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I have a query that needs to be reused all over the place and I need to vary which property/column gets used for a join.

What I'd like to be able to do is something like:

query = RestrictByProp(query, x=>x.ID);

An extremely simplified RestrictByProp() could be*:

private static IQueryable<Role> RestrictByProp(IQueryable<Role> query, 
                                               Func<Role, int> selector)
    return query.Where(x => selector(x) == 1);

The problem is that even this simple implementation causes a runtime exception:

Method 'System.Object DynamicInvoke(System.Object[])' has no 
supported translation to SQL.

*(Here I'm just adding a simple 'where' clause - in my real code I'd be using the lambda to pick which property to use for a join).

I find this strange because if the member access lambda is done inline it is fine:

 private static IQueryable<Role> RestrictByID(IQueryable<Role> query)
     return query.Where(x=> x.ID == 1);

LINQ to SQL is also happy if you pass in an Expression<Func<Role, bool>> (i.e. when the parameter is x=>x.ID == 1) but that defeats the object because I need the value of the right-hand operand to be determined within the query.

Is there a way to somehow munge the lambda expression in RestrictByProp() so that LINQ to SQL knows how to generate the SQL?

share|improve this question
up vote 6 down vote accepted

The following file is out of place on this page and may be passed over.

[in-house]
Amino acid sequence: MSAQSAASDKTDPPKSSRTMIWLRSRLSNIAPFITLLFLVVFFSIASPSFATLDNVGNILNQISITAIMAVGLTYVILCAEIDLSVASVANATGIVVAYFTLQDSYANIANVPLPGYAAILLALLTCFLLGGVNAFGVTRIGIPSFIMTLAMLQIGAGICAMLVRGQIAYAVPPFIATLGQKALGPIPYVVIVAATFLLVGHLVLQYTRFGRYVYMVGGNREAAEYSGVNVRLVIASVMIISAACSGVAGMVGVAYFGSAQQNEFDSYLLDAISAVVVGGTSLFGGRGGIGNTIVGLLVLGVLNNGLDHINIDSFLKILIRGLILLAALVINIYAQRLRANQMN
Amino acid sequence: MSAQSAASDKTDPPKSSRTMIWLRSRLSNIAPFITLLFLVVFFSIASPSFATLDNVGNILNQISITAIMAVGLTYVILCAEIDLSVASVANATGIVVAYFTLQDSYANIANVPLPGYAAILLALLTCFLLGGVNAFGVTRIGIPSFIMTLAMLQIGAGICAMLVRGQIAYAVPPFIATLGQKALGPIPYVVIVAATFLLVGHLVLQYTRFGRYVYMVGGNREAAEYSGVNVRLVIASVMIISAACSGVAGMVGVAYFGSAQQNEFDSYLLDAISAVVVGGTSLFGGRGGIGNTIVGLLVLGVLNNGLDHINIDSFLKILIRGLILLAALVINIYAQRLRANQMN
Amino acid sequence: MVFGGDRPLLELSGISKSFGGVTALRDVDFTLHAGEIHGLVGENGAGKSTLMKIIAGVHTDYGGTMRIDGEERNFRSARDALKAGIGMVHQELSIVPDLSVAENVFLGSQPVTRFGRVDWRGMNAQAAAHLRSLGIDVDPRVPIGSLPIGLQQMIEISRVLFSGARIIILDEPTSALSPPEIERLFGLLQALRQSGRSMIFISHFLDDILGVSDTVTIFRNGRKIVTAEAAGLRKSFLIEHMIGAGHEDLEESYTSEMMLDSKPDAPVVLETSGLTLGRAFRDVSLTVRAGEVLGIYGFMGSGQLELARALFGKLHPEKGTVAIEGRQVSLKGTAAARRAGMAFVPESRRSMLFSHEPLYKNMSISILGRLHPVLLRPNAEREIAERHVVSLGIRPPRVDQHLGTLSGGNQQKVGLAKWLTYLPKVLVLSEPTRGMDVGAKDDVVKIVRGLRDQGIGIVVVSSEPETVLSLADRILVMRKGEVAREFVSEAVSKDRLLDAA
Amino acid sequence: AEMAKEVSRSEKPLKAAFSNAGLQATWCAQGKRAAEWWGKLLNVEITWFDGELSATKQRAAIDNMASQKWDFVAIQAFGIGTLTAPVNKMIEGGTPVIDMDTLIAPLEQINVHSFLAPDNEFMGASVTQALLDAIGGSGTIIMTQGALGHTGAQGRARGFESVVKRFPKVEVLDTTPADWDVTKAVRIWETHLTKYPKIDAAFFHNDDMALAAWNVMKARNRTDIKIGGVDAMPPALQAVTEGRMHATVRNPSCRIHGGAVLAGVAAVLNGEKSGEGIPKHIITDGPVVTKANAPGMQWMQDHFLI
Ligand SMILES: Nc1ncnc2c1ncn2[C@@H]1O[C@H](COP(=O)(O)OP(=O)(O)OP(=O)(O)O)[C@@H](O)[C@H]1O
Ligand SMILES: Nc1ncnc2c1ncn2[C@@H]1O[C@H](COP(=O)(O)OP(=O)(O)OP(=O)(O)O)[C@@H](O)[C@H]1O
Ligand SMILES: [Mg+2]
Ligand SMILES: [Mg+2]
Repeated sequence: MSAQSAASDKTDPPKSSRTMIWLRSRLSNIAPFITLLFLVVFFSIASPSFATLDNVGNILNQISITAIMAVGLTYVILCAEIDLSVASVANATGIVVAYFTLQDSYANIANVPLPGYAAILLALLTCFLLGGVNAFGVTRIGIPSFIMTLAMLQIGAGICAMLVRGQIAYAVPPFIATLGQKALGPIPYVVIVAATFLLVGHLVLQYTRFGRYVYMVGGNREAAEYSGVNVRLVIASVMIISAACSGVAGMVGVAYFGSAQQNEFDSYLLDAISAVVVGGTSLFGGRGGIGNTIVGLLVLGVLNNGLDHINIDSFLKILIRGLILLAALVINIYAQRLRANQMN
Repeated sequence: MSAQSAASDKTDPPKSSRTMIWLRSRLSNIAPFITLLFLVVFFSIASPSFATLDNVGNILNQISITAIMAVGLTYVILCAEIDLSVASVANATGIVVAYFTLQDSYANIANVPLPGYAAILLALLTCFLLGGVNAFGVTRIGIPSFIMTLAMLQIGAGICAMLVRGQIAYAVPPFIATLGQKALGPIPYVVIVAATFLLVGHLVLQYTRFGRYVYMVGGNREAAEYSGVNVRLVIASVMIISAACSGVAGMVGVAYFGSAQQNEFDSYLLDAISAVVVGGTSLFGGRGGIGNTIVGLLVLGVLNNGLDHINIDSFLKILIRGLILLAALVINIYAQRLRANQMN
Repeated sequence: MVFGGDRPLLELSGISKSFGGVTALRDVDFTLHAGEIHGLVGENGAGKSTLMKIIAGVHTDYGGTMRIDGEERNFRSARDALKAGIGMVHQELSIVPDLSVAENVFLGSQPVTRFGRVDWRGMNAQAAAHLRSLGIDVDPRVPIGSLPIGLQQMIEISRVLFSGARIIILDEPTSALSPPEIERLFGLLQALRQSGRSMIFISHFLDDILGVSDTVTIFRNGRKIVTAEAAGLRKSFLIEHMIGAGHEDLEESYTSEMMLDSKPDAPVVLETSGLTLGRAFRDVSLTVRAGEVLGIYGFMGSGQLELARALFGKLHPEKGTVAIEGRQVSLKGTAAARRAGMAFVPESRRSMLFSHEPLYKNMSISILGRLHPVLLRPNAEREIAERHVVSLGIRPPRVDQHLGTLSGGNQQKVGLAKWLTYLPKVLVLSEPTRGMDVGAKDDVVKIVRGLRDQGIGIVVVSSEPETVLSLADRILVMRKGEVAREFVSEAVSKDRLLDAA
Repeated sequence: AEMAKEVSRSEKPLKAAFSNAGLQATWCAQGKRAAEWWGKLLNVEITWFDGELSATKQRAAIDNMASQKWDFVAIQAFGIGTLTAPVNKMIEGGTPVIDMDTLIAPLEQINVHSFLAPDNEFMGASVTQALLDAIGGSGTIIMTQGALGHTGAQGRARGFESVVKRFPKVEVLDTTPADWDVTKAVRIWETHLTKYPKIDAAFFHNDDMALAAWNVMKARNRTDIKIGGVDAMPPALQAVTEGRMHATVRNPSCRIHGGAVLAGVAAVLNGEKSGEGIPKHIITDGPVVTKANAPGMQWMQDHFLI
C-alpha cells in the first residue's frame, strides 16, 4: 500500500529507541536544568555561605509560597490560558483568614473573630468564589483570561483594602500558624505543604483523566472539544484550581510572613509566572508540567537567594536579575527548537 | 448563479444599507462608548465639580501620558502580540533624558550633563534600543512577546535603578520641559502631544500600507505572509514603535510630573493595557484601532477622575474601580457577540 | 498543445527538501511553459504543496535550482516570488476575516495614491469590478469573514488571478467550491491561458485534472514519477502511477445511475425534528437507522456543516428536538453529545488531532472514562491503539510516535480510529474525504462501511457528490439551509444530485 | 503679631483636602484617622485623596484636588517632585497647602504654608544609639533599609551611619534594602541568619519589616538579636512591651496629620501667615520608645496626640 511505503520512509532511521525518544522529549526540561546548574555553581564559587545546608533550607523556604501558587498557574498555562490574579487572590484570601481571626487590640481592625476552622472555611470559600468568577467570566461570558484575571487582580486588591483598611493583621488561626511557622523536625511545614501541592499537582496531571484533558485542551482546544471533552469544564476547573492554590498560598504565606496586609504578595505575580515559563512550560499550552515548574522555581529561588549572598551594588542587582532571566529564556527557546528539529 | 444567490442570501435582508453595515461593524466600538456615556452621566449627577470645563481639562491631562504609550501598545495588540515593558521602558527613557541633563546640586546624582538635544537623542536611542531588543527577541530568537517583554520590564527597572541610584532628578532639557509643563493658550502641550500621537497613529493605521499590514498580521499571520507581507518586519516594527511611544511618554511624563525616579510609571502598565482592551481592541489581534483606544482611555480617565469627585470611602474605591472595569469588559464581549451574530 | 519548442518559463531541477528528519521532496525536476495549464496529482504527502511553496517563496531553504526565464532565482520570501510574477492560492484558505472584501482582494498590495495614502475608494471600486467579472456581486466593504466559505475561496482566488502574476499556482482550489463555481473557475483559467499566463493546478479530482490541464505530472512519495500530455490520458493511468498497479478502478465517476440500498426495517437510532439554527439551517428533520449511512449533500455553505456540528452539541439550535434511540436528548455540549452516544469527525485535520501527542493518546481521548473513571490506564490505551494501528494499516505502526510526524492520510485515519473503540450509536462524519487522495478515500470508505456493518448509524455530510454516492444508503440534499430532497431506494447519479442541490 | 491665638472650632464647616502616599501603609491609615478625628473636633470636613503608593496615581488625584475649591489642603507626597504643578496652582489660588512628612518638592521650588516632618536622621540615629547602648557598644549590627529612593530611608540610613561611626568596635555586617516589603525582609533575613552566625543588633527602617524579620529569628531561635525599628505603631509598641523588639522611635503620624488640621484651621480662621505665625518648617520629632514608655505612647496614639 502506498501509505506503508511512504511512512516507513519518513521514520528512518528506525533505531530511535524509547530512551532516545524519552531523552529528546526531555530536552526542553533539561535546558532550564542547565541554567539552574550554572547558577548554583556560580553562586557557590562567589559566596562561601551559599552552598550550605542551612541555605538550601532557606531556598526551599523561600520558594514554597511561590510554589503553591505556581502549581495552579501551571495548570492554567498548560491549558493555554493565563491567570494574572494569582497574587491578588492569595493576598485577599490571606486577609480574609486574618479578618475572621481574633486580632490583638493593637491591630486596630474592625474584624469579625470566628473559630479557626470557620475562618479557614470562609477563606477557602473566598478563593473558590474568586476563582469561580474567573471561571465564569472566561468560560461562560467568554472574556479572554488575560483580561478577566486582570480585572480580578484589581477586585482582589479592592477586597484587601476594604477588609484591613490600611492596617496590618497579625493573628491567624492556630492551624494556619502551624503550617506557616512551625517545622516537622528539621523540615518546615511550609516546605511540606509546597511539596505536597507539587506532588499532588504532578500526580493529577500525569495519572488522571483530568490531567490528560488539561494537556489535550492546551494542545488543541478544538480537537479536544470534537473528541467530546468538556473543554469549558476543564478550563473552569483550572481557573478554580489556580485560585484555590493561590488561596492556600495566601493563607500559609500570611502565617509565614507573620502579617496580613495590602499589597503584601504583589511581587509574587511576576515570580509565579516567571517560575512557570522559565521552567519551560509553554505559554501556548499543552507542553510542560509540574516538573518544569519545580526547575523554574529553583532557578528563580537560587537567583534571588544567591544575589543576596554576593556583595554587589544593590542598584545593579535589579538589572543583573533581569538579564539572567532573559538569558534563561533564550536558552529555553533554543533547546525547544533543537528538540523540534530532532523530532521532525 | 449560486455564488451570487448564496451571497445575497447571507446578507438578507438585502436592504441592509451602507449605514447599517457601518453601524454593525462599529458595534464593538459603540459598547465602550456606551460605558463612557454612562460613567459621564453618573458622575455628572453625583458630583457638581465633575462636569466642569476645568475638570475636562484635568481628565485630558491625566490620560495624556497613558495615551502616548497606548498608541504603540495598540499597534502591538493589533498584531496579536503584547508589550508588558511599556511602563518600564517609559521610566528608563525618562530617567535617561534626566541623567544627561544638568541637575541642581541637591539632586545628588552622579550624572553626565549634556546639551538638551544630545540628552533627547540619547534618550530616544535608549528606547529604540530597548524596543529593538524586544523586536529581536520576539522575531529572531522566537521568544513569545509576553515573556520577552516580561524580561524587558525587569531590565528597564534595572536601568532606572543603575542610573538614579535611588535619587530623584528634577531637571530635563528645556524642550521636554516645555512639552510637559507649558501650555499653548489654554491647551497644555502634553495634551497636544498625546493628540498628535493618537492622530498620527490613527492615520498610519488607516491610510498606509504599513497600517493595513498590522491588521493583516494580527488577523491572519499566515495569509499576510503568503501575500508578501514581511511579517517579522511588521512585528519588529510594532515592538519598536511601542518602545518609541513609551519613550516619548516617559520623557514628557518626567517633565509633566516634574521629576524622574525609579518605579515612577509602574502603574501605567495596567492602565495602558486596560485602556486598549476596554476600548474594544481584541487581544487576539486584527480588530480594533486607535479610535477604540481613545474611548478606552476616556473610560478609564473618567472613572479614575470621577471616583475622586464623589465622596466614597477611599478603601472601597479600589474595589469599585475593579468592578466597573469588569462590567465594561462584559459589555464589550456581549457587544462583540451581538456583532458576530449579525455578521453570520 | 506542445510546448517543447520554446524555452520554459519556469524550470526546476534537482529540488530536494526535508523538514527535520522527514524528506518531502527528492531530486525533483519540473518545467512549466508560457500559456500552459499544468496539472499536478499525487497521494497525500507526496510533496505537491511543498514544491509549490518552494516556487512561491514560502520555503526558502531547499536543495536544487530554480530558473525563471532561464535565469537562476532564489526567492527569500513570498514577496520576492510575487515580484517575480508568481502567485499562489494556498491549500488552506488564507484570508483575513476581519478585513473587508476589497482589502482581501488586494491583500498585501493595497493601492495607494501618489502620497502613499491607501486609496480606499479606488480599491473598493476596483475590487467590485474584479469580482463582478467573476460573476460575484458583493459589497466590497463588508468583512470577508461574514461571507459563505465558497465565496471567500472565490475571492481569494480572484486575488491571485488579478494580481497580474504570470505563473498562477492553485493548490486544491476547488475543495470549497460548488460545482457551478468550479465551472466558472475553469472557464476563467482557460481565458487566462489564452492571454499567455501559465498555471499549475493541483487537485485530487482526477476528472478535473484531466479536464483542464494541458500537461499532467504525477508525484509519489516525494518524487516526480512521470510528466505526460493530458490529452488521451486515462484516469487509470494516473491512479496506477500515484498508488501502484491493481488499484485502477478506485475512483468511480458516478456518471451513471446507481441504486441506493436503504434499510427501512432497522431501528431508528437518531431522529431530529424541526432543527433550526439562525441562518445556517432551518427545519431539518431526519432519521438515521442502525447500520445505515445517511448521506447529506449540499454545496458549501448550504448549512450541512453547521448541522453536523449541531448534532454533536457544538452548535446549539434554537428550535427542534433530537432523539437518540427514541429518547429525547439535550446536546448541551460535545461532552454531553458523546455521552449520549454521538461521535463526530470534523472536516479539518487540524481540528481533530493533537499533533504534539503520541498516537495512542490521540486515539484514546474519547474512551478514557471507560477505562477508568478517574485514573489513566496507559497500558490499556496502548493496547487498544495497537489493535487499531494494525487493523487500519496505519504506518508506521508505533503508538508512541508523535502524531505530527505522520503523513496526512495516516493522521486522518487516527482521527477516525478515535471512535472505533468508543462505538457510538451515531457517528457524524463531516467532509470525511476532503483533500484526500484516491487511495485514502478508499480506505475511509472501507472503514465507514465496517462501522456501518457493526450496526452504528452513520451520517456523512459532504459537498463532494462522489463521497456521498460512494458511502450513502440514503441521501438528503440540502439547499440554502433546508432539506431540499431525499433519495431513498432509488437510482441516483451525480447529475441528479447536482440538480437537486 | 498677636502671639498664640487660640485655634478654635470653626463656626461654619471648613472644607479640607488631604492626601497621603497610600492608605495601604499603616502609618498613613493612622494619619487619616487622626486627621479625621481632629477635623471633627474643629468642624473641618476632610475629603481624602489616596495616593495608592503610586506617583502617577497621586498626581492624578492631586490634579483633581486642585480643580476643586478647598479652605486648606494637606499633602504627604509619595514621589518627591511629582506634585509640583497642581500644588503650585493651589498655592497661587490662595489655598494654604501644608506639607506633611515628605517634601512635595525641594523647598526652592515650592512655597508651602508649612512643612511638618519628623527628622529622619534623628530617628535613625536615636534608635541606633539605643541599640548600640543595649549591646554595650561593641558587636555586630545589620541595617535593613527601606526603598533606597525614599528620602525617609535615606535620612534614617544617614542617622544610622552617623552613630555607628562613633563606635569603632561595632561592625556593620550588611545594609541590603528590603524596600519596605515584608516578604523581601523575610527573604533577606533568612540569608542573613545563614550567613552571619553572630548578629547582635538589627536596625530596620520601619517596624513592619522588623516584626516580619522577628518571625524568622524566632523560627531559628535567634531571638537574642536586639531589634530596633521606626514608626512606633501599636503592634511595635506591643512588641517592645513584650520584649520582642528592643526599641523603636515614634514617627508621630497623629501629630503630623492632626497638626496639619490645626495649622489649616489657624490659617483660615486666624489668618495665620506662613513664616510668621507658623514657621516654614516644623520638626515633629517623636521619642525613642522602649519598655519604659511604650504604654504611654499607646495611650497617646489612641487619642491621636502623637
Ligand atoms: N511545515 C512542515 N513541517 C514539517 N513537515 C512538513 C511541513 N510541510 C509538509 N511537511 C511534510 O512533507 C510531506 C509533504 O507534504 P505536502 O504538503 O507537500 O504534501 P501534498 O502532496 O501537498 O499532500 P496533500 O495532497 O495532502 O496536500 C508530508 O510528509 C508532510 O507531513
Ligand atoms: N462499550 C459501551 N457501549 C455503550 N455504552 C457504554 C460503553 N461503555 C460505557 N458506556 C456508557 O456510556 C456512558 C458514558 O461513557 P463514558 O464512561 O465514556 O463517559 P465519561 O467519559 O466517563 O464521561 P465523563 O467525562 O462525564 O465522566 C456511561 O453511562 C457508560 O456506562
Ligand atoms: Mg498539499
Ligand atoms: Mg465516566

First, you need to change your method signature:

private static IQueryable<Role> RestrictByProp(IQueryable<Role> query, 
    Expression<Func<Role, int>> selector)

That will mean your lambda expression is converted into an expression tree instead of a delegate.

You'll then need to build an Expression<Func<Role, bool>> from the existing expression tree.

It will look something like this:

LambdaExpression lambda = (LambdaExpression) selector;
var predicate = Expression.Equal(selector, Expression.Constant(1));
var lambdaPredicate = Expression.Lambda<Func<Role, bool>>(predicate,
return query.Where(lambdaPredicate);
share|improve this answer
Thanks. I'm trying to apply that to my beast of a query now. I suppose I'll have to build up a massive expression tree. Or is this where ExpressionVisitor comes in handy? For anyone else who needs to use this code, I needed to change something to make it work (and I can't edit :): 1) Expression.Equal(lambda*.Body* ... and 2) Expression.Lambda<Func<Role, *bool*>> – stucampbell Aug 9 '10 at 16:24
@stucampbell: Thanks, I've fixed the typos. Not sure about ExpressionVisitor - I haven't used it myself yet. – Jon Skeet Aug 9 '10 at 16:29
Hi Jon, can you go deeper with explanations about this solution? Thank you – Tobia Zambon Jan 22 at 10:29
@Tobia: Not without specific details about what's needed. Maybe you should ask a new questions with details about what you're trying to achieve, what you've tried, and what went wrong. – Jon Skeet Jan 22 at 10:39

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